The reflexive and illogical ban on internet use by prisoners makes society less safe, damages families and is another appalling example of the gratuitous suffering we inflict on prisoners. It also highlights the primitive manner in which we continue to sentence offenders, almost totally divorced from normative and empirical learning. Governments should immediately legislate to provide inmates with full and unfettered (albeit monitored) access to the internet.
Technological advances have resulted in momentous changes to nearly every area of human activity, including engineering, medicine, transport and communications. Standing stubbornly outside this near-universal trend is the way in which the community punishes criminals. The bedrock process for dealing with serious criminals now, as it has been for hundreds of years, is to segregate them from the rest of society by placing them behind high impenetrable walls.
The conditions in prison have remained remarkably stagnant for inmates during this time. They are kept in oppressive, often violent conditions and almost totally shut off from the outside word – apart from token visiting privileges and limited access to television and newspapers.
When prisoners are released it is not surprising that nearly half of them reoffend within a few years.
So much has changed in the world outside prisons over the past two few decades. The single biggest change is the impact of technology on our lives – the role of the internet in particular.
The internet is an integral and irreplaceable tool for most people. We use it in all aspects of our lives, especially our social, study, business and work activities. Surveys show that some people would rather be without food and water than the internet.
Yet internet access is totally denied to one group in the community: prisoners. Paradoxically, the pain from this spills over into the community.
A key tool for education and rehabilitation
Unlike Australia, most US states allow limited supervised internet use as a tool for prisoner education and rehabilitation. Robert Galbraith/Reuters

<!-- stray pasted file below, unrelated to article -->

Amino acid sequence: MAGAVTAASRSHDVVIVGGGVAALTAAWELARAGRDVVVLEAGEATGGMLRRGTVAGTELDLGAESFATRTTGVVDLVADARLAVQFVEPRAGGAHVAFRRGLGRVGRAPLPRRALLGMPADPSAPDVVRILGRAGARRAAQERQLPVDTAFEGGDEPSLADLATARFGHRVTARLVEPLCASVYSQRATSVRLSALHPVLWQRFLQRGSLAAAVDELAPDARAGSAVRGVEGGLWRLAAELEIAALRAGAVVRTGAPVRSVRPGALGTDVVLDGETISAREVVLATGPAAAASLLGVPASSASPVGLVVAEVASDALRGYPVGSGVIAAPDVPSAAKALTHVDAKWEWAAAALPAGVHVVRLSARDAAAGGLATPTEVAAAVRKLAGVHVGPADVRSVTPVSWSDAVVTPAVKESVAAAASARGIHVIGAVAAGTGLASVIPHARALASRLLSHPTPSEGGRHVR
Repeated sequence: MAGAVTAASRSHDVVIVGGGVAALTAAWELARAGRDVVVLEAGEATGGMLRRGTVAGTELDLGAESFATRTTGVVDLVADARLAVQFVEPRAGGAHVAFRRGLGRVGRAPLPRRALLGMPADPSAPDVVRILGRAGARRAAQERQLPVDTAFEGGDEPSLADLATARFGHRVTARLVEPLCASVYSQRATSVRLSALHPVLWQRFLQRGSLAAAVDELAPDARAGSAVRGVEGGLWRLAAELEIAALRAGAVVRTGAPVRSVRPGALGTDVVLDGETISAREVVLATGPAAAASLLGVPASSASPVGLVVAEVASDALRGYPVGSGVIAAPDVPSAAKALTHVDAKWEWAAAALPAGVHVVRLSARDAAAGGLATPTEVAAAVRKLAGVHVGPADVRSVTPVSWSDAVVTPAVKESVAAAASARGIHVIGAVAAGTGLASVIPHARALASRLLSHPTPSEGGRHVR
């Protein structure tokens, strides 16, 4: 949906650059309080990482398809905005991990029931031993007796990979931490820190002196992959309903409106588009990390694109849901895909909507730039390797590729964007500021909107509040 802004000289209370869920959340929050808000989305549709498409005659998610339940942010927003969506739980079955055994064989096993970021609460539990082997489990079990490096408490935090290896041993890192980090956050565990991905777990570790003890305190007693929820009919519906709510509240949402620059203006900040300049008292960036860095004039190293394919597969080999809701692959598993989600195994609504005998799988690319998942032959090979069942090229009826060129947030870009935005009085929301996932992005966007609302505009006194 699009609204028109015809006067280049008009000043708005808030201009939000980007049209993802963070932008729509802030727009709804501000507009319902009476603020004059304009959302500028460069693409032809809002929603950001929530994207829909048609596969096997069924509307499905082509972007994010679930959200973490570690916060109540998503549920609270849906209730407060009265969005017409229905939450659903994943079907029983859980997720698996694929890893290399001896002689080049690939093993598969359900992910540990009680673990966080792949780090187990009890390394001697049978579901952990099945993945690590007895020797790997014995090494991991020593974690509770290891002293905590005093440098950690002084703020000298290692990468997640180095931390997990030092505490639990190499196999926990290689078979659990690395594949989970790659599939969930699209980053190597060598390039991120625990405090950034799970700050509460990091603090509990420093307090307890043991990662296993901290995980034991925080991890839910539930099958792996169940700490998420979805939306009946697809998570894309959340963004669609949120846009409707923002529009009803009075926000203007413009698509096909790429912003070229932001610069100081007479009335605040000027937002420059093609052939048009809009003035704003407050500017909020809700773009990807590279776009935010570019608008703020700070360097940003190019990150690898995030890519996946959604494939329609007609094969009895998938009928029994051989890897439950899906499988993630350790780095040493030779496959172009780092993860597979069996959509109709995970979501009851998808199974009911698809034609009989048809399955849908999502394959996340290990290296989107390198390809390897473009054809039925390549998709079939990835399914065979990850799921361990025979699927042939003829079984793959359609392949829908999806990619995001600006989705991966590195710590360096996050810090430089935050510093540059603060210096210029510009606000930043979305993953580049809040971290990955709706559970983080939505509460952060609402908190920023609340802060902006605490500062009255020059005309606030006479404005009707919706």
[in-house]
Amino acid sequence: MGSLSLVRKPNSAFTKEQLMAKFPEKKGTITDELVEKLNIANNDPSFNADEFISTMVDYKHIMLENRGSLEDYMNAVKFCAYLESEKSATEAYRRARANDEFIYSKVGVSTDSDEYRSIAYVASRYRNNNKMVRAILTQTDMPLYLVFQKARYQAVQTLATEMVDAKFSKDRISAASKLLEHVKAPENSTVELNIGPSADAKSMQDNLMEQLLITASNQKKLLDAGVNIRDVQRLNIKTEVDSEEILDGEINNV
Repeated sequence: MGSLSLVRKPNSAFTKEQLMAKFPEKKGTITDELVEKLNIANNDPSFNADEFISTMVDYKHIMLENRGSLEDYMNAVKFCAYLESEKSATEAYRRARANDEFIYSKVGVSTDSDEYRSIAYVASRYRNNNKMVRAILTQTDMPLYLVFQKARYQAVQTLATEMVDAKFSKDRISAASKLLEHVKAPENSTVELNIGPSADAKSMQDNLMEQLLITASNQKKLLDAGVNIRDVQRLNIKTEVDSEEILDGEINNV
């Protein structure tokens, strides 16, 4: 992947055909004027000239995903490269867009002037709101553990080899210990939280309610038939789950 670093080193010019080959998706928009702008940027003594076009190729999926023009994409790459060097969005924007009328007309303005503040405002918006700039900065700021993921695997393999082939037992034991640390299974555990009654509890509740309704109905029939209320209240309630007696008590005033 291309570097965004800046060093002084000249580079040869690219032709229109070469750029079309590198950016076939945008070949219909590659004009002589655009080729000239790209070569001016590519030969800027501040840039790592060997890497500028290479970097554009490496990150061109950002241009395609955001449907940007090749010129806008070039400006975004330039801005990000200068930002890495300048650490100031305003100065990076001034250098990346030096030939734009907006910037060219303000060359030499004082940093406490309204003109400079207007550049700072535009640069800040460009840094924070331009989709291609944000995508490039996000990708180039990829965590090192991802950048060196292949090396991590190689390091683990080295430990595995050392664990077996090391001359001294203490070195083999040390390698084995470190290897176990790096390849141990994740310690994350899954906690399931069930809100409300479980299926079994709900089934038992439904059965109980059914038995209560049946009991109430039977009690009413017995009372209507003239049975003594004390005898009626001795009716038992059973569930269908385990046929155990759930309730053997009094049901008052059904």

Educating and integrating offenders is the key rehabilitative tool. And the internet is the most effective means of providing education to prisoners.
According to the RAND Corporation, inmates participating in correctional education programs have on average a 43% lower chance of reoffending. Prisoners who participated in academic or vocational education programs in prison are also 13% more likely to obtain employment after their release.
The importance of access to the internet goes well beyond educational advantages. The internet is a key tool for easing inmates’ re-entry into the community. It is indispensable to any effort to apply for jobs and benefits, enrol in education and search for housing.
The US Department of Education observes:
Most, if not all, of these pre-release activities require some form of computer or telecommunication device and internet access.
Lack of access punishes innocent relatives
Denying prisoners internet access damages not only them, but also their relatives. This is especially true given that most prisons are located in remote regions and have very limited visiting rights. This damage should be minimised, especially from the perspective of the relatives. They are blameless.